Simultaneously, the South African Communist Party (SACP) and the Congress of South African Trade Unions (COSATU) held a 2-day general strike condemning the ANC Government’s moves to privatise. Despite spirited protests in the streets of the beautiful port city, thousands of delegates made their way to Durban. Into the thick of the highly-charged political milieu, they continued to arrive, not knowing exactly what to expect of the historic endeavor. Some of the attendees were true believers, some were merely hopefuls, while others were skeptics and a bit cynical of what really could be achieved. There were also those that questioned whether democratic South Africa was materially equipped to handle the logistics of such a mammoth event.

WCAR, the main intergovernmental conference, drew over 2,500 delegates from 163 nations. The sophisticated gathering of governmental delegates—mostly men (and a few women) in suits–was singularly impressive in its uniformity. But there was one Canadian delegate who arrived in the full regalia of traditional attire, topped with a very large, beautifully multi-coloured feather headdress. Hundreds of media paparazzi were also on hand and ubiquitous security personnel.

Across the street at Kingsmead Stadium, the NGO Forum (August 28-September 1) was anything but uniformed. That parallel event of more than 7,000 delegates from 150 nations was a funky grassroots affair. On the grounds of the cricket field one could see the Dalits (“Untouchables”) from India connecting with dreadlocked Rastafarians from Jamaica. Blacks from the Americas and across the continent traded experiences with dozens of ethnic minorities including indigent Polynesians, Sri Lankan Tamils and the Buraku people of Japan. The Kurds from Turkey, the Romas (“Gypsies”), the Osu and Oru people of Nigeria, Tibetan monks, British Muslims, Eskimos, American Indians and the indigenous peoples of Canada all came together. The diversity of participation was one of the high points of being there.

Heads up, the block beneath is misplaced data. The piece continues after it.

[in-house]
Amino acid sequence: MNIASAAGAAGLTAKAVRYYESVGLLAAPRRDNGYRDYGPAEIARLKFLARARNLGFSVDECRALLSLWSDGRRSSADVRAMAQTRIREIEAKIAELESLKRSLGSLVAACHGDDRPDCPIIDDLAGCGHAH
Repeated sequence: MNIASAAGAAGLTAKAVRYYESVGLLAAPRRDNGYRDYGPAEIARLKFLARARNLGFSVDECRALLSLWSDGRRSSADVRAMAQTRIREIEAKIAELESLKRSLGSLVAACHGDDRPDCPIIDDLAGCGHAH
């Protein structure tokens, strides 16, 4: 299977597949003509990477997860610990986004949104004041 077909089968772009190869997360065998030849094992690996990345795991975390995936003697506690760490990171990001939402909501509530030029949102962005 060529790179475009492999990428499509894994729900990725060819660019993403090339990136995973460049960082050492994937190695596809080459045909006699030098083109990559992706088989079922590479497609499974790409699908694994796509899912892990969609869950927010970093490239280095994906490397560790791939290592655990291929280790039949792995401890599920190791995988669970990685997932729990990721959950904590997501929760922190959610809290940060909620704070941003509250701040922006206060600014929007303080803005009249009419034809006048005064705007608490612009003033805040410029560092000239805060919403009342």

As expected, the hundreds of African Americans at Durban were a strong vocal presence. Professor Manning Marable, Chair of Columbia University’s Department of African American Studies, caused a stir when he presented theories on “whiteness”, connecting it conceptually with property and theft. It was the African Americans who led the push for reparations for the victims of slavery. The African and African Descendants Caucus and the December 12th Coalition were among the African American organizations that lobbied assiduously to have reparations included in the intergovernmental document. Several African American Congressmen, members of the Black Leadership Forum, denounced the US Government for dodging the reparations issue.

The Transatlantic Slave Trade and colonialism dominated negotiations in the latter days of the conference. Those discussions caused great dissention. And at one point it was feared that WCAR, like two previous UN race conferences in 1978 and 1983, would collapse before reaching closure. When the US and Israeli delegations pulled out, some US diplomats expected the Europeans to follow suit. However, the EU delegates did not leave, choosing to stay in Durban to protect their interests. Some German officials reportedly criticized the US for pulling out and even the British called the US decision “a pity”. At the outset, the Europeans were split on the issue of colonial responsibility. Britain and Spain were very concerned about legal liabilities. Both adamantly opposed apologizing for their role in the Transatlantic Slave Trade. On the other hand, the Germans and the French were willing to issue some form of formal apology for their role in the slave trade, as well as their involvement in colonialism .

There was also a range of views among the African states regarding the slavery debate. Namibia demanded an explicit apology from states that benefited from slavery and colonialism. And Namibian delegates as well as the African Americans and some African leaders were in favor of some form of reparations. But other African leaders, including President Abdoulaye Wade of Senegal were not in favor of reparations, and instead pushed for trade benefits and foreign aid. In order to avert a deadlock, South African delegates moved away from insistence upon an explicit apology. In lieu of reparations for slavery victims and descendants, the South African leaders sought debt relief and foreign aid without strings for colonized African nations.